Pick the Right Gun
The type of mechanism used to load, fire, and eject rifle cartridges and shotgun shells is called the “action.” Single-shot firearms must be reloaded after each shot. Repeating firearms fire each time the trigger is pulled, with additional cartridges or shells held in a magazine or tube under the gun barrel. Choosing which action you want in a firearm is critical, and the right decision balances speed, safety, accuracy, gun-handling characteristics, and aesthetics.
Break-Action Single Barrel With a hinge at the receiver, break-action firearms open like a door to expose the breech for loading. Because single-barrel guns of this type can be made short and light, they are often a young shooter’s first firearm.
Side-By-Side This break-action shotgun features a pair of barrels mounted beside each other. Quick pointing and elegant, short and well balanced, this is the traditionalist’s go-to gun, especially for hunters of upland birds such as quail. Many are made with double triggers—one to a barrel—for an instant choice of which choke to use.
Over/Under A more modern variant of the break-action double-barreled shotgun, the over/under is a favorite of American shooters. It offers a quick follow-up shot, a choice of chokes for varying shooting conditions, and a single sighting plane down the top barrel.
Pump A repeating shotgun, this action is worked by the shooter cycling the fore-end back to remove the spent shell and cock the firing pin and then forward to chamber the fresh shell and close the action. Fast, smooth, and dependable, pump shotguns are a favorite of waterfowl hunters due to the relative lack of moving parts and ability to work even when wet and muddy.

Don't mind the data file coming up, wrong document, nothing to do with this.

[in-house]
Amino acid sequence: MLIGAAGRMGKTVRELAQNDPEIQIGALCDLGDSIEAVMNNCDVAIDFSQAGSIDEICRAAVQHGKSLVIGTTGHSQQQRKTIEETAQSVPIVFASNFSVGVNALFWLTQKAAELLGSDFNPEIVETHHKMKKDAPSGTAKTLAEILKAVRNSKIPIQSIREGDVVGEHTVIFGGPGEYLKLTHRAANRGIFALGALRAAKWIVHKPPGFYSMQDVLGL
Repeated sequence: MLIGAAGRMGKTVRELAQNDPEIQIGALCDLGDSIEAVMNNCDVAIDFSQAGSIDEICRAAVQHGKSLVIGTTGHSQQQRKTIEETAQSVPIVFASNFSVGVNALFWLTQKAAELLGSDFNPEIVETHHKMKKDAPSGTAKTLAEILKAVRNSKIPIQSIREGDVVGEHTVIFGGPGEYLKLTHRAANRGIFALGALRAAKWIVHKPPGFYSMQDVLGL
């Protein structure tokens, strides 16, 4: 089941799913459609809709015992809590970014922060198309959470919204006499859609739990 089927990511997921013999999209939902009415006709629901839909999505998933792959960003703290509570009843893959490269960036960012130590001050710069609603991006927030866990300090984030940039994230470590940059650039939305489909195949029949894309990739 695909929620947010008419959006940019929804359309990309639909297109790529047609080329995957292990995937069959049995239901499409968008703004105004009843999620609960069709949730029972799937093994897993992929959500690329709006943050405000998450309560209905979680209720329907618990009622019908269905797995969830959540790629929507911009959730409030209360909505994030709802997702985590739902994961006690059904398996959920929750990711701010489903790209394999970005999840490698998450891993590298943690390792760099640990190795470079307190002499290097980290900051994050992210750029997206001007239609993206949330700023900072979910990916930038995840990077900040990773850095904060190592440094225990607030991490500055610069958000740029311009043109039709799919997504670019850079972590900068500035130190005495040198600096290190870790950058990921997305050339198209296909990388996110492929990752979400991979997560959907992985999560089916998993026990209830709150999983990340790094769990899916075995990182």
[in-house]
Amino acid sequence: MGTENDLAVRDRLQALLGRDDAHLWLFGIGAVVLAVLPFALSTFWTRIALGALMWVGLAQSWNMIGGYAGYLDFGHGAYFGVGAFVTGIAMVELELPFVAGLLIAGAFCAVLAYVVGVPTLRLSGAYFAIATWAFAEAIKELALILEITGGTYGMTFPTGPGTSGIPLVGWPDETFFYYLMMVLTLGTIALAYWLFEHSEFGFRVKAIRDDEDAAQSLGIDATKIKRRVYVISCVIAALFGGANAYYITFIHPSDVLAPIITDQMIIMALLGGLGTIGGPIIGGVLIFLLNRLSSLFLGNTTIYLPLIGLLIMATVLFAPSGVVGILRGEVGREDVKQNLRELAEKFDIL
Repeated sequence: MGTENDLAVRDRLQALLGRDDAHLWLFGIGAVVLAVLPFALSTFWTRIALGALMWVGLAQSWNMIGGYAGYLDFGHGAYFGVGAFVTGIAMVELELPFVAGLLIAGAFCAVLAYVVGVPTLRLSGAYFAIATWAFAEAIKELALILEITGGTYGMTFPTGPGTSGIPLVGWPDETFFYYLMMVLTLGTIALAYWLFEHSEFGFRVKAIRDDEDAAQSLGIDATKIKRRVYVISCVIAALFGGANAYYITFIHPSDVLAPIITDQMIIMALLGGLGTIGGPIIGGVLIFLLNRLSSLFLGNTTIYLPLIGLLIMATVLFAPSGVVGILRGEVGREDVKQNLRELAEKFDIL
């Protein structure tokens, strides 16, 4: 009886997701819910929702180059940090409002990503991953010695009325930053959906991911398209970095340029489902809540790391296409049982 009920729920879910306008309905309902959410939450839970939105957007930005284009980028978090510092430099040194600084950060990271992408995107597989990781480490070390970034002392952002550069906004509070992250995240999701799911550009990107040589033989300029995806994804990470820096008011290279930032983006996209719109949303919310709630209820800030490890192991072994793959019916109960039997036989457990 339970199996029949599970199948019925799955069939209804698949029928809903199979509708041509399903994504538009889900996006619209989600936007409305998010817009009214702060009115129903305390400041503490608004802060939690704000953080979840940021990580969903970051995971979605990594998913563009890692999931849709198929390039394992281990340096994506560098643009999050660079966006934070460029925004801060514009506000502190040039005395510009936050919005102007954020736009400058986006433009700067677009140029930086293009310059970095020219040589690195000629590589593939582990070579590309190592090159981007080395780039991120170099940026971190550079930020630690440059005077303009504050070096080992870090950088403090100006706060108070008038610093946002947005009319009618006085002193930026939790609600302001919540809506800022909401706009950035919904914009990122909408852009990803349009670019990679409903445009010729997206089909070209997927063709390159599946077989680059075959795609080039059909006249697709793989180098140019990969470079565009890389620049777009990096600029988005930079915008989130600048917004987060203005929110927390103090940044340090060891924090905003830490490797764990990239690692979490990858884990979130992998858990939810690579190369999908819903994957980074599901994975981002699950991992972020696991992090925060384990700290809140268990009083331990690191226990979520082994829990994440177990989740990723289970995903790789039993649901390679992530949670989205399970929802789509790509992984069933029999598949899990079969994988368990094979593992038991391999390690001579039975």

Semiautomatic Also known as “autoloaders,” these actions automatically cycle new shells into the chamber each time the shotgun fires. Gas-operated semiautomatic shotguns use some of the gas created when the shell is fired to work the action. Recoil-operated actions use the force of recoil to move the bolt and chamber a new shell. Autoloaders are quick to fire numerous shots and have less recoil than other actions but are generally heavier and bulkier than other actions.
Single Shot Single-shot rifles must be reloaded after every shot. Break-action single-shot rifles are opened at the breech for reloading. Other examples include the “falling block” single-shot action, in which the breech is opened by moving a lever on the underside of the gun. Single-shot rifles are very safe to operate, very accurate, and very strong.
Bolt Action By far the most-popular action among hunters, the bolt-action rifle is opened and closed manually by lifting and pulling a protruding handle that looks similar to a door bolt. Closing the bolt chambers a fresh round, which is lifted from a magazine located underneath the action. Strong and dependable, the bolt action is very accurate.
Pump Pump rifles are operated by sliding the
fore-end to the rear, which ejects the fired cartridge, then sliding it
forward, which chambers a new round. Not as popular as autoloading rifles, pump
rifles do have
a strong following particularly in Pennsylvania, where hunting with an autoloading rifle is illegal.
Semiautomatic Using a small part of the gas created by the combustion of a cartridge’s powder, semiautomatic rifles automatically eject and chamber cartridges with each pull of the trigger. Also called “autoloaders,” they offer quick follow-up shots that don’t require the shooter to manipulate a bolt or lever.
Modern Sporting Rifle Built in the style of the M-16, widely known from its use in the Vietnam War, the modern sporting rifle is essentially a semiautomatic firearm outfitted with an ergonomic stock and protruding magazine that has long defined military arms. Also called “AR-type” rifles (Armalite made the first models in the 1950s), these firearms are not fully automatic.
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